In the second half of 2019, only 10% of customers cast votes for organizations that ease food insecurity. But as more people became aware of those needs in 2020, twice as many votes were cast for food-security causes, and $21,528 of the total $100,500 awarded last May went to five organizations focused on feeding people: the Food Bank of Western Massachusetts, the Amherst and Northampton Survival Centers, Manna Community Kitchen in Northampton, and Easthampton Community Center.

“How better to support the community than to support the nonprofits that our customers feel are important and doing a great job in the community?”

Moriarty said the recipients in Monson Savings Bank’s program have shifted over the years as well, with more than 100 nonprofits benefiting in all.

“Some are repeat winners, and that speaks to their efforts to reach out to their followers to vote for them,” he said. “But it’s nice to see different nonprofits chosen.”

In any case, he added, “they are so genuinely appreciative of winning. It’s always nice to win a contest, but they are genuinely honored and thrilled to receive those donations. Every year, I talk to a few of them, and they seem so, so thankful. Some of these nonprofits count on the donations they receive from us and other community banks and other community businesses.”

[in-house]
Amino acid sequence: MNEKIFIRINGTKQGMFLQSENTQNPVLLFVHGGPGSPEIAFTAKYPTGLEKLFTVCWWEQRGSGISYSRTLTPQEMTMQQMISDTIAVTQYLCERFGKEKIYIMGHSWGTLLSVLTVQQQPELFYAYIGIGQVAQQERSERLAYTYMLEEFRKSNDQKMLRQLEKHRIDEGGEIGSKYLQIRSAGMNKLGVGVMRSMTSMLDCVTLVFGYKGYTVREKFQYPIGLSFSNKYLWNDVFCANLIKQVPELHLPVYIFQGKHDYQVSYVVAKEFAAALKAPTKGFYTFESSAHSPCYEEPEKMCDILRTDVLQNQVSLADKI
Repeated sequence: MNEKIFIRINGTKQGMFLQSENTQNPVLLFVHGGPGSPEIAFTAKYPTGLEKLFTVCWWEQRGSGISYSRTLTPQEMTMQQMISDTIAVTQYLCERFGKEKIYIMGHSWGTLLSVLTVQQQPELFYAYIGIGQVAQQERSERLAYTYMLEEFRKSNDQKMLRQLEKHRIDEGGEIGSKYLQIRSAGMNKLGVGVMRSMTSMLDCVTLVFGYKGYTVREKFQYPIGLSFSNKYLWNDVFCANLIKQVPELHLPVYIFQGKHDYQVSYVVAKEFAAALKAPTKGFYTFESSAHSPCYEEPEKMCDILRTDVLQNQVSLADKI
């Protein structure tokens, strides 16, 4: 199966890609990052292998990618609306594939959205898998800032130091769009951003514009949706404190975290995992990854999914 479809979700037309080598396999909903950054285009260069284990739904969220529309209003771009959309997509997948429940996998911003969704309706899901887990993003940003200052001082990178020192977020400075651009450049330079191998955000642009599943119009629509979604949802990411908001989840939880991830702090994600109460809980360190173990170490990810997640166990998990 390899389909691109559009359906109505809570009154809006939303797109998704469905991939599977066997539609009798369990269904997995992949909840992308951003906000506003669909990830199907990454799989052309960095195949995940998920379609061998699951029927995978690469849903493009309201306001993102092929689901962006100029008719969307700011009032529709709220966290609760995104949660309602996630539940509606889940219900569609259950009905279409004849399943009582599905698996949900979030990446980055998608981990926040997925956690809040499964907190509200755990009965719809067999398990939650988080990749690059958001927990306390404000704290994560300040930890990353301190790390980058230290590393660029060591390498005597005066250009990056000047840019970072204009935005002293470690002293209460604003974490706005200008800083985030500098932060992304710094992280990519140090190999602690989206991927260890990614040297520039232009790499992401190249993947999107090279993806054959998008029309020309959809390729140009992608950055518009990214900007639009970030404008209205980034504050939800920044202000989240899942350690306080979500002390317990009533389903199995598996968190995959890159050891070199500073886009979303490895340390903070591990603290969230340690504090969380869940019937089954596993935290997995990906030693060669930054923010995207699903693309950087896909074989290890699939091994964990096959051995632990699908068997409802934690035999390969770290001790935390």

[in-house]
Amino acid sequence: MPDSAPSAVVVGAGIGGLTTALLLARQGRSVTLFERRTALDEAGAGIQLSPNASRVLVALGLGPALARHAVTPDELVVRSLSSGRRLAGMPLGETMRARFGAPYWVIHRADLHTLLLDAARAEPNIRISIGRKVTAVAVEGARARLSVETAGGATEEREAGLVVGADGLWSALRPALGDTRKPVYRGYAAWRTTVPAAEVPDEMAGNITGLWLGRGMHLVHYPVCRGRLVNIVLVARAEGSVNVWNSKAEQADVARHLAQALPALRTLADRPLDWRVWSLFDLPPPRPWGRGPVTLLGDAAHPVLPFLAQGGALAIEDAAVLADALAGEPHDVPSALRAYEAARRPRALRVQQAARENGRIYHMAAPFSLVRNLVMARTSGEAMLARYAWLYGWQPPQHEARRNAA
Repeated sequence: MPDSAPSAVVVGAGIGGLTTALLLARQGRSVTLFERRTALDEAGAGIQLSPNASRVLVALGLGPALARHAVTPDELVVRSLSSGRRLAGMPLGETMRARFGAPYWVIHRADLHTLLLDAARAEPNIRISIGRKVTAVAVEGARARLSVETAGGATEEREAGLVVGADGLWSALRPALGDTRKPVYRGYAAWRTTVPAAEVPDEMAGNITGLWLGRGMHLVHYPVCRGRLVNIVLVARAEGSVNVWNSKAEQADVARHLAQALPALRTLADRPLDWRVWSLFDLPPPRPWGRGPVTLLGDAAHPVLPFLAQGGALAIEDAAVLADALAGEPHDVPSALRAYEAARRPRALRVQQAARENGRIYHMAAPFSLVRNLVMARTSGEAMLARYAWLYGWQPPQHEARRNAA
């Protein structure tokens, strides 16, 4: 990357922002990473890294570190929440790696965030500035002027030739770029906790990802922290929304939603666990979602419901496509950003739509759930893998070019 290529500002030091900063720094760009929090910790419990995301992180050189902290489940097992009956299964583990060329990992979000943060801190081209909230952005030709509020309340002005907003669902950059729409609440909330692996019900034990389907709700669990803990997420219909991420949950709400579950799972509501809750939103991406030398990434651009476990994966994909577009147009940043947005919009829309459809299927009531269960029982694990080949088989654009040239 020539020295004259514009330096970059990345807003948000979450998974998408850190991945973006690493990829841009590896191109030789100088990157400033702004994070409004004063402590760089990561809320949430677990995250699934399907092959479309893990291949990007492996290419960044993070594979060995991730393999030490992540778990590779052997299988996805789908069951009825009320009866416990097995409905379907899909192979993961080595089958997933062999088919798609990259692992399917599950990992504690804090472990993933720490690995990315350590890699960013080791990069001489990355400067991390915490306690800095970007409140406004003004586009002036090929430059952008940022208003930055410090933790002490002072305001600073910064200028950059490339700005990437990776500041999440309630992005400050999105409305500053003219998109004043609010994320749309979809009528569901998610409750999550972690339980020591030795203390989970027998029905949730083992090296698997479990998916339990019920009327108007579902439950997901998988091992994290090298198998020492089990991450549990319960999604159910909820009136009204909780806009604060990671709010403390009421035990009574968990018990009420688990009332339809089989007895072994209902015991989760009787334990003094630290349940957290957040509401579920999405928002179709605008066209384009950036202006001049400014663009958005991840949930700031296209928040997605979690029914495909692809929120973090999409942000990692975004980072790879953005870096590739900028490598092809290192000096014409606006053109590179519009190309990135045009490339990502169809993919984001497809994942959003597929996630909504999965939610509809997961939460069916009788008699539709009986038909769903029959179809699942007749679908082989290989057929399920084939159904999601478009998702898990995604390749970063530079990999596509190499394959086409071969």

Moriarty noted that the internet has been an important driver of the Community Giving Initiative, as social media was still on the rise when the program launched 12 years ago, offering a new way to connect people with the bank and generate enthusiasm online. “That was a catalyst for us in the initial stages. Social media wasn’t that big yet, but we knew it was coming.”

Clearly, customers are excited to wield some influence on this one element of their hometown bank’s giving priorities.

“We love working directly with the community and giving members a voice to ensure that the nonprofits that make a positive impact in our communities are recognized and supported,” said Michael Rouette, executive vice president and chief operating officer at MSB, when the 2022 recipients were announced. “As a local, community bank, we are committed to doing whatever it takes to support our customers, businesses, and communities. We understand that these charitable organizations have the power to truly make a difference for our neighbors. Thank you for casting your votes.”

 

—Joseph Bednar